The film follows three separate New York kid storylines which eventually come together in a most surprising way. Teenage comic-book geek Dave Lizewski (Aaron Johnson), out of loneliness and an urge to make something of himself, dons a superhero costume, names himself Kick-Ass and sets out to fight crime. His first attempt to take on street punks puts him in the hospital, the good news, though, is he comes out with some actual kinda super-powers; severe nerve damage gives him the capacity to endure extreme pain. His next go at taking on petty criminals is captured on camera and makes the antics of Kick-Ass an Internet sensation.
The most compelling story line is that of an eleven-year-old girl (Chloe Grace Moretz) and her ex-cop father (Nicolas Cage). He has trained her to be a killing machine in both martial arts and weaponry. Using the names Hit-Girl and Big Daddy, their goal is revenge against the mobster Frank D'Amico (Mark Strong) whose criminal empire got Big Daddy kicked off the police force. Now he is a man utterly obsessed, and they wreak havoc on Frank’s criminal enterprises, killing his crew slowly. They even rescue Kick-Ass from a jam, creating a minor alliance with him and a common enemy in Frank.
Meanwhile, Frank’s misfit teenage son, Chris (Christopher Mintz-Plasse, famous for playing McLovin in Superbad) eager to gain his father’s respect and entrance into the family business, convinces his dad that he can lure in the vigilantes with his own superhero persona. He becomes Red Mist and does manage to befriend Kick-Ass, which leads to the gangsters capturing Big-Daddy and then an all out spectacular battle with Kick-Ass and Hit-Girl taking on Red Mist, Frank and his entire criminal team.
Most controversial, like a mini version of Uma Thurman in Kill Bill, little Chloe Grace Moretz is a killing machine who kills gleefully (at one point the theme to the Banana Splits plays while she goes on a rampage). She also has a foul mouth (raunchy-mouthed kids have come a long way since The Bad News Bears); strangely some critics were more outraged by her naughty language than her actions.
In an era when superhero flicks seem to be dominating both film and culture, Kick-Ass has the nerve to show the effects that pain and violence can have of the psyches of the heroes. Dave often rues the pain he has caused and the aftermath of his work. Nicolas Cage, in his more rare under control acting mode, brings a lot of sympathy to his on-paper unlikable role, a guy who has taken his daughter’s childhood from her. His outcome is eventually tragic, but the film is so exciting that the audience never has time to be mired in too much sadness. Though Kick-Ass is truly a live action comic book, it has the heart and emotional sophistication of a great novel.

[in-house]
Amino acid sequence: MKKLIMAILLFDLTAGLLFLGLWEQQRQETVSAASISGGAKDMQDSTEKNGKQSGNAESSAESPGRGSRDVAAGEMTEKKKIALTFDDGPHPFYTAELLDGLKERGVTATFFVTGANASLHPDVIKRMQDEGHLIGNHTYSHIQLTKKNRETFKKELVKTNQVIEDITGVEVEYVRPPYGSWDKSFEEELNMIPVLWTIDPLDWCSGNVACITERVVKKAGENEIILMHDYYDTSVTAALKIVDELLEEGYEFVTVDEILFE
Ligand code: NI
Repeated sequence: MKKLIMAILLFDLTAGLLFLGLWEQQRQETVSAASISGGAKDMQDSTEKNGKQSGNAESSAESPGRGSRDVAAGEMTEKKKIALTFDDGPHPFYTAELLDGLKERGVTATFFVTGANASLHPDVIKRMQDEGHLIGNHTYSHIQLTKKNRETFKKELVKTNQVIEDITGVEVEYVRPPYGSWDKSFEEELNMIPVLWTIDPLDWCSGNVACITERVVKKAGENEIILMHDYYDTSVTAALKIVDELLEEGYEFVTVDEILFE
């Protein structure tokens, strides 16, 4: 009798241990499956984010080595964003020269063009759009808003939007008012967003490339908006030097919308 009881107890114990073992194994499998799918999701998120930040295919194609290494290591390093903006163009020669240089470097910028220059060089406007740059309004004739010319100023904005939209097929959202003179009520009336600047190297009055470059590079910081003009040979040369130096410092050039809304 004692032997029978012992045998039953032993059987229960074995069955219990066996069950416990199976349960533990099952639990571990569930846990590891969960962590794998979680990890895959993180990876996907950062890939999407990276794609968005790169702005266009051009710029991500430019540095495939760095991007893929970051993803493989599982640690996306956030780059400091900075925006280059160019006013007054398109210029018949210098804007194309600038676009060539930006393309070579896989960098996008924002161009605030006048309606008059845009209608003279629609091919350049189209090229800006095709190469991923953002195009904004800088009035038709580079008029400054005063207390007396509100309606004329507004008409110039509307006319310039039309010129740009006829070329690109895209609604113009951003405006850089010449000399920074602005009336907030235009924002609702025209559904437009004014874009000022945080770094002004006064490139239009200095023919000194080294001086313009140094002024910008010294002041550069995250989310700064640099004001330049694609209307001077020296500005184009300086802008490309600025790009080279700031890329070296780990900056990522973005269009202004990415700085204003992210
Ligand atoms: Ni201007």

1978’s Superman began to the era of the superhero film. It would still be another decade before they would become a summer rite of passage at the box office, but Superman helped usher them from small screen, low budget affairs to big splashy tent poles with classy casts. Its first and only watchable sequel, Superman II, has had a fascinating history. It was already in production while the first film was being made and its director was fired halfway through, replaced by journeyman Richard Lester. Superman II may be the last of the quality “comic” comic book films, before the much darker Batman would change the landscape.
You may recall at the beginning of the first Superman flick Marlon Brando as Superman’s old man, Jor-El, sentenced three criminals - General Zod (Terence Stamp), Ursa (Sarah Douglas) and the big mute, Non (Jack O’Halloran) - to a life of hurling through space stuck in a square bubble (the kind Queen used in their Greatest Hits album cover). Superman II opens with Superman (Christopher Reeve) making a big boo-boo. He tosses a terrorist’s hydrogen bomb into space and its explosion frees the prisoners who make their way to Earth. But first, back on Earth, Lex Luther (Gene Hackman) escapes from prison, finds Superman’s North Pole getaway, and learns much of his secret history. Meanwhile, on a trip to Niagara Falls, Lois Lane (Margot Kidder) finally looks past Clark’s Kent’s glasses and realizes he’s Superman, they go back to his ice pad and get jiggy.Continue Reading